The Los Angeles County Sheriff’s Department (LASD) searched several locations on Wednesday as part of an “ongoing public corruption investigation,” including the home of an official from a commission that launched an investigation into alleged “gangs” within the department earlier this year.
The LASD said in a release that in addition to the home of Los Angeles County Civilian Oversight Commissioner Patricia “Patti” Giggans, it also searched the home of Los Angeles County Supervisor Sheila Kuehl, as well as offices at the Los Angeles County Hall of Administration, Peace Over Violence Headquarters and LA Metro Headquarters.
“The investigation has been shared with a federal agency and they continue to monitor,” the release said, adding that it remains an active investigation and no further comment could be provided at this time.
On March 24, the Los Angeles County Civilian Oversight Commission (COC) announced that it was launching a probe into “the deputy gangs that have plagued the Los Angeles County Sheriff’s Department for decades.” According to a release, the investigation would look into the existence and impact of these alleged gangs, as well as what is needed to get rid of them.
“Numerous reports demonstrate that deputy gangs still exist, but their scope and impact is unknown,” the release said. “The investigation will determine which stations deputy gangs currently operate out of, as well as the gangs’ adverse effect on the community and the Department itself.”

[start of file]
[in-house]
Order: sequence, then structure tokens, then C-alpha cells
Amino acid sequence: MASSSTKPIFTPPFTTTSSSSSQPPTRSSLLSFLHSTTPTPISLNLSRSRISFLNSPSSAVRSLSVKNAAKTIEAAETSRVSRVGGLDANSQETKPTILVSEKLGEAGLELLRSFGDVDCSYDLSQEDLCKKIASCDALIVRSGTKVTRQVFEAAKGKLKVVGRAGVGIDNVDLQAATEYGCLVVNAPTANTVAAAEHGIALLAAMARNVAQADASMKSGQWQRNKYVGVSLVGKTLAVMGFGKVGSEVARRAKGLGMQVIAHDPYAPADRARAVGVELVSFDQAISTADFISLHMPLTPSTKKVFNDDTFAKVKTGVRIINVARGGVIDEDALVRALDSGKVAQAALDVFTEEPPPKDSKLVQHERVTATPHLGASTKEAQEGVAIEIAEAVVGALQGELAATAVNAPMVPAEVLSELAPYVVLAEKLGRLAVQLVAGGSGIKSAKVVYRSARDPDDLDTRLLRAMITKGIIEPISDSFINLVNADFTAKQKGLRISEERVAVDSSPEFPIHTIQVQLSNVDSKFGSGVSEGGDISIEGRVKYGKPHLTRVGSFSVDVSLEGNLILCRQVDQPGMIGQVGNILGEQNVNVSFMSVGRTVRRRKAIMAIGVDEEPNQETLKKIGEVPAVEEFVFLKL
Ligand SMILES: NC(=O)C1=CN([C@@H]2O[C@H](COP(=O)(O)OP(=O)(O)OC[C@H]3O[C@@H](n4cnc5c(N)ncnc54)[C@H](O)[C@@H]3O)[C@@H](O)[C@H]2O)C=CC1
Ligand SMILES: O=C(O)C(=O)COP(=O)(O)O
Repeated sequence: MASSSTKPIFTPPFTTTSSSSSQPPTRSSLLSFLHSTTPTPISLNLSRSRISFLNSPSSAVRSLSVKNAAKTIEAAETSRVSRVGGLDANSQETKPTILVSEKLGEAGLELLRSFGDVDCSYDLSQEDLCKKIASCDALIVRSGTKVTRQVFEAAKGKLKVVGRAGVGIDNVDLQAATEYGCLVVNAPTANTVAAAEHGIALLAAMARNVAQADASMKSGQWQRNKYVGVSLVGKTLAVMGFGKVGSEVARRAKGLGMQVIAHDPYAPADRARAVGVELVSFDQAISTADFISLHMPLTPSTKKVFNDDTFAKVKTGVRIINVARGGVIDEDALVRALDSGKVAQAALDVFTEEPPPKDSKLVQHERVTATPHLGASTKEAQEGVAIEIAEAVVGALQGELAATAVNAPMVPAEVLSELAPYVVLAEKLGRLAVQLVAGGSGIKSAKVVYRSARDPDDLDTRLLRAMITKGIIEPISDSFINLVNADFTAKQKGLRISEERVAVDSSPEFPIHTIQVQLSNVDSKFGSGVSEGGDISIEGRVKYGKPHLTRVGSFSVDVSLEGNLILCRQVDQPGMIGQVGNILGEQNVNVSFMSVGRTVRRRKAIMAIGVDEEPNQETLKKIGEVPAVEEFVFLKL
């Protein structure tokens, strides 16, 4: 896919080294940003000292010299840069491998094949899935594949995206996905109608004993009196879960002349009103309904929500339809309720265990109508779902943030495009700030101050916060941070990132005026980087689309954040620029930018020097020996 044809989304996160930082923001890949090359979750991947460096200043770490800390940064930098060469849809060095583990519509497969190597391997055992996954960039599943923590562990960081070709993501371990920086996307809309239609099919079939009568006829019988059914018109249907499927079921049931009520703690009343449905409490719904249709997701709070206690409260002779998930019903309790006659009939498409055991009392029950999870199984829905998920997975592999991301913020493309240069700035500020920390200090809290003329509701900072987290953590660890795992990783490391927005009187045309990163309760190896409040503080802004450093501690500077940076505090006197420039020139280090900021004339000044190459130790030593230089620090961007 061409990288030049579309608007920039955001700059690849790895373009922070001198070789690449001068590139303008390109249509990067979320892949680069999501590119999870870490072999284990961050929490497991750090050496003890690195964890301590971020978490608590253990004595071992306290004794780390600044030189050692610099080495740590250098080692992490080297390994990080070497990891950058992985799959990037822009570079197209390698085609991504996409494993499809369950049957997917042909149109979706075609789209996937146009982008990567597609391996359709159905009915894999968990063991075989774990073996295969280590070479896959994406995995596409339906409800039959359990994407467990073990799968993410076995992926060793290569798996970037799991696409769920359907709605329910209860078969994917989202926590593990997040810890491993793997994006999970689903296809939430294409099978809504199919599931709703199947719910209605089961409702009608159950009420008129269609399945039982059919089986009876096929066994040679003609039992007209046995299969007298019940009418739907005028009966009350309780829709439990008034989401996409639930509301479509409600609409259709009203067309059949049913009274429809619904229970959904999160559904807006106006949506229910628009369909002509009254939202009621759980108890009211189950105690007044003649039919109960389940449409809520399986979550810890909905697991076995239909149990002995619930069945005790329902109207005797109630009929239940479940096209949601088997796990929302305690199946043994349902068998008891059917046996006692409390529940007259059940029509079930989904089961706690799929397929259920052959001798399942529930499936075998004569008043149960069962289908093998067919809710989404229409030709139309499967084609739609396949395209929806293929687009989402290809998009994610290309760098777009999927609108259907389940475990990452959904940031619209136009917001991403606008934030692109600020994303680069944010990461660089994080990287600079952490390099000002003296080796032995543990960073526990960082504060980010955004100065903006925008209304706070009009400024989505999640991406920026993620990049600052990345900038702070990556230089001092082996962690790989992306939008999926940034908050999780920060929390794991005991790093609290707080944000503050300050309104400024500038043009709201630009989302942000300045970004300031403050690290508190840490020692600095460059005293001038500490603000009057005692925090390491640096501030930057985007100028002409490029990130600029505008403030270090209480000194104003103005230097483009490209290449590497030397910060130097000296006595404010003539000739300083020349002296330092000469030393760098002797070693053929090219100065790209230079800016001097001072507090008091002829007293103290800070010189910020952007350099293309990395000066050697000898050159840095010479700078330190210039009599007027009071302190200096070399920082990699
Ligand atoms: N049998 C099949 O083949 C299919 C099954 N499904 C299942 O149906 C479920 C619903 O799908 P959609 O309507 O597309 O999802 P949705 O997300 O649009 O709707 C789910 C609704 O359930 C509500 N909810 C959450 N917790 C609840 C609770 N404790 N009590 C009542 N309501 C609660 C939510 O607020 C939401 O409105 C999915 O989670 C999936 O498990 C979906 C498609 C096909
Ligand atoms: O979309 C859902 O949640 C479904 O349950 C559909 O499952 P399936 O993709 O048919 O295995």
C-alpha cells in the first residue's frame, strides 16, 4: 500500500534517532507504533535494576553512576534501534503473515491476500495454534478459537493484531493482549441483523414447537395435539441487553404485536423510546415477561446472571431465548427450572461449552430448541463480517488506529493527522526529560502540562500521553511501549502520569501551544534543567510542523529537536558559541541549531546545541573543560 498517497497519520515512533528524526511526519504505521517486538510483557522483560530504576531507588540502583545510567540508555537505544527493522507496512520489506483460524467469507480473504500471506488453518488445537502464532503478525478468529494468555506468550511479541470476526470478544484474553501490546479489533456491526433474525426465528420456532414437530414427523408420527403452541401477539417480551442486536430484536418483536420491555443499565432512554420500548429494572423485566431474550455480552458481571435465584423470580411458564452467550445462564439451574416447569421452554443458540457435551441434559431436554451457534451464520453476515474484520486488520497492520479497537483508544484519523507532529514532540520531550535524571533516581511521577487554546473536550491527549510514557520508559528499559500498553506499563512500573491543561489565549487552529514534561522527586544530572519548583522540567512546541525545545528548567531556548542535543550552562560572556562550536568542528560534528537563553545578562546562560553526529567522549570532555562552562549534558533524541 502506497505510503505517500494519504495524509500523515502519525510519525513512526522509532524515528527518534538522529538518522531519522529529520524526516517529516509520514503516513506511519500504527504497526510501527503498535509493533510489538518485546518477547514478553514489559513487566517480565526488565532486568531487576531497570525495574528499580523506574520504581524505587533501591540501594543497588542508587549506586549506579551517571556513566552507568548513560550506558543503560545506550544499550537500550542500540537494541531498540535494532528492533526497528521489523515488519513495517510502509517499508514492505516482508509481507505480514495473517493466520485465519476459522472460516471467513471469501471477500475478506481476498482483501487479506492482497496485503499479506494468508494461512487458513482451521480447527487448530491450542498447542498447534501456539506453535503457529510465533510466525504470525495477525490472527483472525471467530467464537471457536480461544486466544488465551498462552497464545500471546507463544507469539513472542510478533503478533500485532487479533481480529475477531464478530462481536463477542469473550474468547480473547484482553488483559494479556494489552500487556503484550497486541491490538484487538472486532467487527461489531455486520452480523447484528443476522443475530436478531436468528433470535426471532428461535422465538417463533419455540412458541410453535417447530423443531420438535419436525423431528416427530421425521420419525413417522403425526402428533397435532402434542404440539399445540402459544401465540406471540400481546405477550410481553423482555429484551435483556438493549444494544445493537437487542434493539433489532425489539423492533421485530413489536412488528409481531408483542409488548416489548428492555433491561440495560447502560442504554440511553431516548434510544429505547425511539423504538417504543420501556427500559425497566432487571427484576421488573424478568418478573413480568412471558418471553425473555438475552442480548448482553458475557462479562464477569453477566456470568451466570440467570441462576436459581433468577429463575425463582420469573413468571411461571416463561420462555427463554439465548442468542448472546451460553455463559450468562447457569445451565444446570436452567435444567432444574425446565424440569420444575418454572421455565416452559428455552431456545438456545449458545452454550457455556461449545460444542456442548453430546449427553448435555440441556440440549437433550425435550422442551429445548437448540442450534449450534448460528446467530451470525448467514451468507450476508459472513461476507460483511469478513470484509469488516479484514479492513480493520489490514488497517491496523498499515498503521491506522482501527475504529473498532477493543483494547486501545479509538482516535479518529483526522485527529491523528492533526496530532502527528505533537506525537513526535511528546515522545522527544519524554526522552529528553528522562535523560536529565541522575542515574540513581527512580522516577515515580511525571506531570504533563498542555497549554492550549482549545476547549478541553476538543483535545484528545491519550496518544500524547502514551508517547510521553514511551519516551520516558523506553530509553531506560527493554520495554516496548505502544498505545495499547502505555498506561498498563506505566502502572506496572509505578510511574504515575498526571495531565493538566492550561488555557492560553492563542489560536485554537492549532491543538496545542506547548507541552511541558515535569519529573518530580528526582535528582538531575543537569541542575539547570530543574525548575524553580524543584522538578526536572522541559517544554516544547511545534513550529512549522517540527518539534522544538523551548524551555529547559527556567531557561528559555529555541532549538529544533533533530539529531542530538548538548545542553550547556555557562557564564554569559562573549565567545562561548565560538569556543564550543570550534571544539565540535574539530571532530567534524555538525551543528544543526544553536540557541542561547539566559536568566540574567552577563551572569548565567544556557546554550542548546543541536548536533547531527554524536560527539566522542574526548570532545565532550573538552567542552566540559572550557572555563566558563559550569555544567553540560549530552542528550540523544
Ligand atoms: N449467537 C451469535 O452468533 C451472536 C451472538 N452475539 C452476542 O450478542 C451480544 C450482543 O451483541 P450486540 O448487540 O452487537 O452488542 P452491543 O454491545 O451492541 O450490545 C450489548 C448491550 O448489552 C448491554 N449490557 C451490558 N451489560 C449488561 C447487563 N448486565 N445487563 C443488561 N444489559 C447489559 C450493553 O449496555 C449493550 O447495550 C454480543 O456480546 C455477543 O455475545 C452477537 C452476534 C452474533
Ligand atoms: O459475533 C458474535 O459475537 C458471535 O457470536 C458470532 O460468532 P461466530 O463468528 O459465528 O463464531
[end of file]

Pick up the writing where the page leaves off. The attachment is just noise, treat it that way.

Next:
When the COC was formed, the Los Angeles County Board of Supervisors appointed the commissioners who serve on it. According to the COC’s website, Giggans was appointed to the commission by Kuehl.
While she is a commissioner at the COC, Giggans also is the executive director of Peace Over Violence, one of the other locations searched by the LASD, which also has been investigating Peace Over Violence, KTTV reported.
In an interview with KTTV, Kuehl called the corruption probe a “bogus non-investigation” and said that the warrant to search her home “has no information on it.” She also said that the investigation might be based “on an old obsession by a Metro employee” who worked with the department “years ago,” though that has not been confirmed by the LASD.
The former employee became invested in a contract over the LA Metro hotline after she was let go and accused Kuehl of being involved, the supervisor told KTTV. Kuehl added that it was “based on a slim thread” and said she has never committed a felony.
Newsweek reached out to the COC and LASD for comment.